This is increasingly hard to perceive in a technological world crammed with the frippery of glossy impermanence, but not yet impossible. As long as we face our mortality alongside the permanence of what can be received and bequeathed, we can, in the perception of this combination, reclaim tradition for its purpose. In reference to the specific political inheritance of his country, Burke defended “the mode of existence decreed to a permanent body composed of transitory parts,” (italics added) which “in a condition of unchangeable constancy, moves on through the varied tenor of perpetual decay, fall, renovation, and progression.”
Without a sturdy epistemological, as well as legal and moral, bridge reaching to the past and the future, the present is doomed to an ignorant, arrogant, and restless disorientation. This disorientation is not mitigated by an excess of technical sophistication, but deepened by it. Yet in the state of submissiveness before ever recurring revolution to which the technological mind becomes conditioned, the disarray of an unmoored present becomes not an unfortunate side-effect, but a celebrated virtue. The incessant production of a meaningless disequilibrium has become our Western society’s central “achievement” and purpose.
The tradition that must be re-valued in opposition to this technological way of life is neither a rubber stamp for every prior practice nor an alternative ideology. “Tradition is not part of a plan of action,” contemporary English philosopher Roger Scruton explains, “but arises from the enterprise of social cooperation over time. And it arises from the application of moral constraints,” which lead to the “the re-establishment of social equilibrium.” It “condenses into itself the fruits of a long history of human experience,” he continues, “it provides knowledge that can be neither contained in a formula nor confined to a single human head, but which is dispersed across time.” In other words, permanence is not a label that is assigned, but a reality that is proven, by trial, error, application, adaptation, and the consistent provision of moral and social value to communities, families, and individuals. As Roger Kimball, elegantly puts it in his book, The Fortunes of Permanence: Culture and Anarchy in an Age of Amnesia, “culture survives and develops under the aegis of permanence.”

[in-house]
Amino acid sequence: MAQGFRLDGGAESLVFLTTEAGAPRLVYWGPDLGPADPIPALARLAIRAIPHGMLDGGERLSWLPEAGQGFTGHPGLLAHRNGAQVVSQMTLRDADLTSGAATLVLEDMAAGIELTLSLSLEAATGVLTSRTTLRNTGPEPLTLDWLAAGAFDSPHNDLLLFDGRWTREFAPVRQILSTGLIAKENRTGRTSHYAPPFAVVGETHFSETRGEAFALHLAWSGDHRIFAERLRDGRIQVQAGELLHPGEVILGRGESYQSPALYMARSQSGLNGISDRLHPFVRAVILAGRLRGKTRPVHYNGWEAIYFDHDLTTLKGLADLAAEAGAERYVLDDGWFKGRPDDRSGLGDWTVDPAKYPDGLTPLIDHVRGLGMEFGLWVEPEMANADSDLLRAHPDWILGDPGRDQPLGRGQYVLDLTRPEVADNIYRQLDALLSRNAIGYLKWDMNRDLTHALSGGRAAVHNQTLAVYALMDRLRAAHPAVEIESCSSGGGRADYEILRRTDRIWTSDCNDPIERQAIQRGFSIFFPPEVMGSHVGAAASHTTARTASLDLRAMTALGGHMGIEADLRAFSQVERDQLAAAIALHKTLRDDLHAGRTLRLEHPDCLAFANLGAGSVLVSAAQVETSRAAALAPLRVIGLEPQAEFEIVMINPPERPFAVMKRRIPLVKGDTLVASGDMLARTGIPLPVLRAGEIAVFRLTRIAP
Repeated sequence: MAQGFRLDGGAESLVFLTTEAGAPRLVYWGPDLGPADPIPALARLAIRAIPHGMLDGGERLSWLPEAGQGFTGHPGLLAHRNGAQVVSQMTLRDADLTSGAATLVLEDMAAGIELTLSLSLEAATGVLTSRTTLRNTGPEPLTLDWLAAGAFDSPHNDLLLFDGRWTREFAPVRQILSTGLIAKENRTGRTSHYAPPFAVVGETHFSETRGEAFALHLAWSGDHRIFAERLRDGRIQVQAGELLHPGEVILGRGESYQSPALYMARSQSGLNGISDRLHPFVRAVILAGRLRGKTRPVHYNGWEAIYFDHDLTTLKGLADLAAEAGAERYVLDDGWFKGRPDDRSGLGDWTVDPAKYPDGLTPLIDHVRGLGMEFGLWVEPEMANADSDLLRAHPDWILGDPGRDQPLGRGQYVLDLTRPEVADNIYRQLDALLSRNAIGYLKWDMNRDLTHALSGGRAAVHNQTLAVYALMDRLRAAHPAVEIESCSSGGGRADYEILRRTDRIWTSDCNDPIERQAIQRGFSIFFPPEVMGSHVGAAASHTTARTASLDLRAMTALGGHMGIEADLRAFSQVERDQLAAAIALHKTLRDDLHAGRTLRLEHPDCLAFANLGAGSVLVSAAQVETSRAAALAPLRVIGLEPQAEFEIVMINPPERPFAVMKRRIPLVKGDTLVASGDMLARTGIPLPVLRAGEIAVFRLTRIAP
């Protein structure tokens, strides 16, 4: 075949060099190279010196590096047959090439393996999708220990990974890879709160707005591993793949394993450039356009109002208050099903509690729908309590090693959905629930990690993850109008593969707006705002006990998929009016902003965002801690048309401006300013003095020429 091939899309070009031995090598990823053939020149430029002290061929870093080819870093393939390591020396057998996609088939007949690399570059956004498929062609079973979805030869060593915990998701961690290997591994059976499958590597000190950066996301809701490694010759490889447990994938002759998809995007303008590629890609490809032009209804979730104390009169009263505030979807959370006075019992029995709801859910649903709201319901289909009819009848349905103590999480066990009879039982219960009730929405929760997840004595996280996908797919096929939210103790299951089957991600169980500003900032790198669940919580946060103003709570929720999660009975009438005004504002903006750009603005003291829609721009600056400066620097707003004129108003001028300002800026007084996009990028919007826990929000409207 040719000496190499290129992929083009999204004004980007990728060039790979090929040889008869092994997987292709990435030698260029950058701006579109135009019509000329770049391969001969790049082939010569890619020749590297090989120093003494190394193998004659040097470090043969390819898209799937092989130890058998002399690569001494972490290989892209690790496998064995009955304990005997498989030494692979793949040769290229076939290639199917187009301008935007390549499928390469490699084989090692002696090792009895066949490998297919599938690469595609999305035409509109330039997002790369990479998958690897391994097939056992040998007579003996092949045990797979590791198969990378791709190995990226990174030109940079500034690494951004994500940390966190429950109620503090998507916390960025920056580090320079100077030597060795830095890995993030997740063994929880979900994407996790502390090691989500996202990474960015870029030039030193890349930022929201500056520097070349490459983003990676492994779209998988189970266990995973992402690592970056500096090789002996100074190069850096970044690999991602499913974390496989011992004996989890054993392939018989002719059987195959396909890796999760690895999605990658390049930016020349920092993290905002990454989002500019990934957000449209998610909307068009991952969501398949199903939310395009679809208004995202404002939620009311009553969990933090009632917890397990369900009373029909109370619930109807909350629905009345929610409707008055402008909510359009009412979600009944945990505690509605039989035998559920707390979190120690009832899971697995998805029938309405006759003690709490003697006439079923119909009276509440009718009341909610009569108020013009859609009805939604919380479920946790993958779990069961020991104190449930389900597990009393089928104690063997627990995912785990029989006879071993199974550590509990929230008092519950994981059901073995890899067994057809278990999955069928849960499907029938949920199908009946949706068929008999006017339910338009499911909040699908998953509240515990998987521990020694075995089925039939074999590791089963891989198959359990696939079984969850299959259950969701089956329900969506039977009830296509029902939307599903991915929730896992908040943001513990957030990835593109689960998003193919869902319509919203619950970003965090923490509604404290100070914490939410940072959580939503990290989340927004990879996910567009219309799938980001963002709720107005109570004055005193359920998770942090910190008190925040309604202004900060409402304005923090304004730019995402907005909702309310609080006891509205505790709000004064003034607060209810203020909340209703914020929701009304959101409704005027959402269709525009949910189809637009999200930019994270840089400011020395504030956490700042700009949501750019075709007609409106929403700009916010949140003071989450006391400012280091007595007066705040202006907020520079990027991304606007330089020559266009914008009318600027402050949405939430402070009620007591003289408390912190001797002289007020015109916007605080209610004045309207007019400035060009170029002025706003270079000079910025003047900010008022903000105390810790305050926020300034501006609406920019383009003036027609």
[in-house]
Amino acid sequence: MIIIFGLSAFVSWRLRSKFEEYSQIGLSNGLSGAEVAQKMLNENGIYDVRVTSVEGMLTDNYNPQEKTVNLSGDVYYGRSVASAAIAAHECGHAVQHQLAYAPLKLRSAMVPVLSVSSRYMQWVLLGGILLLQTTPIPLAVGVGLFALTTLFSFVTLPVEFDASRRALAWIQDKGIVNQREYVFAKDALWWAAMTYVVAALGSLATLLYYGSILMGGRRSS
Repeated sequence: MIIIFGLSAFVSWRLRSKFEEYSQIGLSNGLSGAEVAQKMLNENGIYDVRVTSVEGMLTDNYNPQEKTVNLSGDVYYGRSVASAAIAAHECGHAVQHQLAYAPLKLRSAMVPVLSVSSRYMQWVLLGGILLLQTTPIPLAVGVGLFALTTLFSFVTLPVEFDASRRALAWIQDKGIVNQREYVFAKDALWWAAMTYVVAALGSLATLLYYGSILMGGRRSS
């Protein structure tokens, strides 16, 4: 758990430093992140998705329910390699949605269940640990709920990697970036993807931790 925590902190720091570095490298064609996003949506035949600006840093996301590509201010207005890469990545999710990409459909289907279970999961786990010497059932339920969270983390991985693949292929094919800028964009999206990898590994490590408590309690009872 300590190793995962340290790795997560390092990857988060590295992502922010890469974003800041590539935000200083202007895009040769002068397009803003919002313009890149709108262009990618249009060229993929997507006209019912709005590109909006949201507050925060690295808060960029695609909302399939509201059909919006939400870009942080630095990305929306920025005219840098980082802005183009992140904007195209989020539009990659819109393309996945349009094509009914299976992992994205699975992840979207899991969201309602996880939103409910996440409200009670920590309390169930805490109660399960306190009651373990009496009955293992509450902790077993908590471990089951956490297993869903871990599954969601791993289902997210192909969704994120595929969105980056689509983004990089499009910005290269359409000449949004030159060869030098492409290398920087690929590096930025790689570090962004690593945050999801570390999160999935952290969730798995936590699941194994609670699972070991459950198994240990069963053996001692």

Whether you are situated on the so-called political left or right, and wherever you live, you can find examples of what occurs when the insistent now—fortified by modern humanity’s delusional sense of imperious rational omniscience—tramples the accumulated wisdom of tradition in its destructive and impious impatience. Václav Havel, in “Politics and Conscience,” observes a particularly pertinent instance in the fate of Czech agriculture at the hands of the Czechoslovak communist regime’s putative rationalists and modernizers. He firstly takes meaningful note of the family farm’s former Czech name, grunt, which was “taken from the German Grund”—denoting both earth and foundation—and, “in Czech, acquired a peculiar semantic coloring. As the colloquial synonym for ‘foundation,’ it points out the ‘groundedness’ of the ground, its indubitable, traditional and pre-speculatively given authenticity and credibility.”
Havel was not under the impression that the history of the Czech family farm, at the center of Bohemian and Moravian history, was without conflict and trouble. “Still, we cannot deny it one thing: it was rooted in the nature of its place, appropriate, harmonious, personally tested by generations of farmers and certified by the results of their husbandry.” This is as exact a description of tradition’s characteristic virtues as one could muster—rooted in specific place, appropriate, tested by generations, and certified by results. “It also displayed a kind of optimal mutual proportionality in extent and kind of all that belonged to it; fields, meadows, boundaries, woods, cattle, domestic animals, water, roads, and so on.” Without being the subject or the product of formal study, “it constituted a generally satisfactory economic and ecological system, within which everything was bound together by a thousand threads of mutual and meaningful connection, guaranteeing its stability as well as the stability of the product of the farmer’s husbandry.”